The painting below is an oil painting on a wooden board
John Bellany (1942-2013)
John Bellany is one of Scotland's best-known and leading artists and has inspired a generation of younger artists, particularly those looking for a way to relate personal or contemporary experience to universal themes.
The sea and fishing are key themes for an artist born to a family of fishermen and boatbuilders, as are the often repressive role of the church and traditions of Calvinism in Scotland. There is often a strong autobiographical focus to his paintings.
This painting, made in the first decade of the artist's career, refers to fishing as a form of sacrificing nature to human life. The cool colours in the work help convey a sombre mood and a sense of real-life cold wintery conditions. The work depicts a fishing scene of a group of fishermen gathered around a catch, with two figures at the front of the picture plane, resembling icons, who stare out at the viewer, and there are a number of fishing boats in the background. In addition to this realism, there is also a sense of mystery and hauntedness about the figures.
The idea of nature being sacrificed to humanity suggests why there may be a reference here to earlier paintings of burials - the grouping of figures around the fish and snowy ground recalls Sir James Guthrie's (1859-1930) A Highland Funeral, 1882, which is in Glasgow Museums collections, a painting that itself recalls Gustave Courbet's (1819-1877) A Burial at Ornans, 1845-50. Courbet's social realist paintings were of interest to Bellany at this time when he was seeking to develop a form of painting that could deal with autobiographical content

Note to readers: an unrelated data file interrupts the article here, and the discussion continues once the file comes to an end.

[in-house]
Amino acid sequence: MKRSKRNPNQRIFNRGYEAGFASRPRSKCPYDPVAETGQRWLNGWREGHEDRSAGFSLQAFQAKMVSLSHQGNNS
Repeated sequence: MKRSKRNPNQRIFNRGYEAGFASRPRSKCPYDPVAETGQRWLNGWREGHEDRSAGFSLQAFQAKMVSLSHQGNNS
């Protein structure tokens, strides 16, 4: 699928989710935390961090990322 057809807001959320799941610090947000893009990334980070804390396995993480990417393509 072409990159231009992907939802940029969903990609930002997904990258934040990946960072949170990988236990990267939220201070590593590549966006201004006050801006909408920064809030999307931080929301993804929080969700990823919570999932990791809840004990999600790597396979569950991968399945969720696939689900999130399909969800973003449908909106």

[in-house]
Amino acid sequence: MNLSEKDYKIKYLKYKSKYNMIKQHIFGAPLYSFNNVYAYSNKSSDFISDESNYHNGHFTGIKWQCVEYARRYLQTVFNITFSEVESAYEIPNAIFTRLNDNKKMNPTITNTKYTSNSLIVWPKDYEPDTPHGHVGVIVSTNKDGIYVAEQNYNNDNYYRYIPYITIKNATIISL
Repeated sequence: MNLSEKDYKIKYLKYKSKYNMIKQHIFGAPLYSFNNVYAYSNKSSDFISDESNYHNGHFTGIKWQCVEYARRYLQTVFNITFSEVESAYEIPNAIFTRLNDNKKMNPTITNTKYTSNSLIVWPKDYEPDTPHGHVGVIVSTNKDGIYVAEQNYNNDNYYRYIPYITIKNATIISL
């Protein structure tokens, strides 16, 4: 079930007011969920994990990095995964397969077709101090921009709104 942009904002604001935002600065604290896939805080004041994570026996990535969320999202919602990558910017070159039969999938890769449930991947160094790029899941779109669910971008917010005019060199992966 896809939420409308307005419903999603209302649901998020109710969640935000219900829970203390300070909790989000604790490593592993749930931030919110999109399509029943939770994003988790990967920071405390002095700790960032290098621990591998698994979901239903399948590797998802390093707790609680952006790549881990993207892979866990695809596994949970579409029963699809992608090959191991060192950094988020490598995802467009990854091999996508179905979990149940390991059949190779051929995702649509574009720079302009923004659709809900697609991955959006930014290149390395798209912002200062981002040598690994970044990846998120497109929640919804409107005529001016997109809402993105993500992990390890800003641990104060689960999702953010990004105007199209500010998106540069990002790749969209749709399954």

Born in Port Seton in 1942 to a family of fishermen and boatbuilders, John Bellany went on to study at the Edinburgh College of Art from 1960 - 65 under the tutelage of Sir Robin Philipson. He studied at London's Royal College of Art for three years. The 1970's was a low point in the artist's personal life, which is reflected in some of the paintings from this period. After a successful liver transplant in 1988, he created a series of drawings of himself in his hospital bed shortly after recovery.
He was awarded the CBE in 1994 and has received Honorary Doctorates from the University of Edinburgh and Heriot Watt University. He is represented in many public collections, including Aberdeen Art Gallery, the British Museum, the Dublin Museum of Modern Art, Dundee Museum and Art Gallery, Glasgow Museums, the Hunterian Art Gallery, Kirkcaldy Museum and Art Gallery, Leeds City Art Gallery, the Museum of Modern Art, New York and the Metropolitan Museum, New York.